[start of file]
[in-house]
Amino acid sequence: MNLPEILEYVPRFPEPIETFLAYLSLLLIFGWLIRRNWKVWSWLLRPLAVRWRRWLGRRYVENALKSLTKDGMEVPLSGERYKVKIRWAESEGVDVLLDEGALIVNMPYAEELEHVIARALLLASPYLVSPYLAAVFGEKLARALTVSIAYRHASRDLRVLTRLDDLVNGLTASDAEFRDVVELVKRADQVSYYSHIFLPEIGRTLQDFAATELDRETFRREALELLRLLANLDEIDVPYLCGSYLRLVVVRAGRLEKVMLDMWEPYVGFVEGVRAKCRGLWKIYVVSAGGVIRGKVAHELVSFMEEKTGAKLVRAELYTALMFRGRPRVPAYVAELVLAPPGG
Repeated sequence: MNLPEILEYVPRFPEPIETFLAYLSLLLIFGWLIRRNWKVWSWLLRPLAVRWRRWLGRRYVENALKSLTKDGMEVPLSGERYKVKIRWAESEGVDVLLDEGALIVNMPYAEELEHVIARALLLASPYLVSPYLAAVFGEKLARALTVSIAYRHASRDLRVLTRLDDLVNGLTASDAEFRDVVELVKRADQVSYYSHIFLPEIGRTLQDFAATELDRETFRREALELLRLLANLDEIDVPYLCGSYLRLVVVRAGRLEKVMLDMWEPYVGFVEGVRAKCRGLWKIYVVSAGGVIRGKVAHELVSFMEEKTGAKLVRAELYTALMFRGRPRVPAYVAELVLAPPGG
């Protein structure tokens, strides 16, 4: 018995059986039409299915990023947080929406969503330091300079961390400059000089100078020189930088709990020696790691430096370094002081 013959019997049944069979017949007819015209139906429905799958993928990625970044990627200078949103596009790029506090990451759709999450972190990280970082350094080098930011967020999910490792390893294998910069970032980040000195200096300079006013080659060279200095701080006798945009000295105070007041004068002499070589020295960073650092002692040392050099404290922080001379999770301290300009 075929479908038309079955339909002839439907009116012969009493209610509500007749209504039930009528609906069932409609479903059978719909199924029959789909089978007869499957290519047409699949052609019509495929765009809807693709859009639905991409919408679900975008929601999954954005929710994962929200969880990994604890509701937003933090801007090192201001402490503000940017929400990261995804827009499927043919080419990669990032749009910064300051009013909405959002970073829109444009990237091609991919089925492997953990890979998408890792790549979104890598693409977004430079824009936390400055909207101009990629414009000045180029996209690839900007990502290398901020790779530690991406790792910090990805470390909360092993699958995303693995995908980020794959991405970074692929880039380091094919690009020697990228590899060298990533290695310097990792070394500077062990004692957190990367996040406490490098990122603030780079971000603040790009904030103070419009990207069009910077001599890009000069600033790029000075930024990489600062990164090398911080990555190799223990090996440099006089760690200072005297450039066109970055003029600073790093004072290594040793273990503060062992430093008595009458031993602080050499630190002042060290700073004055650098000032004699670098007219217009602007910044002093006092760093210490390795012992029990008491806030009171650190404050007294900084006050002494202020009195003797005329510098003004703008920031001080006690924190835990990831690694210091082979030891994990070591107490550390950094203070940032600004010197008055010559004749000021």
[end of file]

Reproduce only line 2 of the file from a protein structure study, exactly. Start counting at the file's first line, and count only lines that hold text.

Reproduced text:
Amino acid sequence: MNLPEILEYVPRFPEPIETFLAYLSLLLIFGWLIRRNWKVWSWLLRPLAVRWRRWLGRRYVENALKSLTKDGMEVPLSGERYKVKIRWAESEGVDVLLDEGALIVNMPYAEELEHVIARALLLASPYLVSPYLAAVFGEKLARALTVSIAYRHASRDLRVLTRLDDLVNGLTASDAEFRDVVELVKRADQVSYYSHIFLPEIGRTLQDFAATELDRETFRREALELLRLLANLDEIDVPYLCGSYLRLVVVRAGRLEKVMLDMWEPYVGFVEGVRAKCRGLWKIYVVSAGGVIRGKVAHELVSFMEEKTGAKLVRAELYTALMFRGRPRVPAYVAELVLAPPGG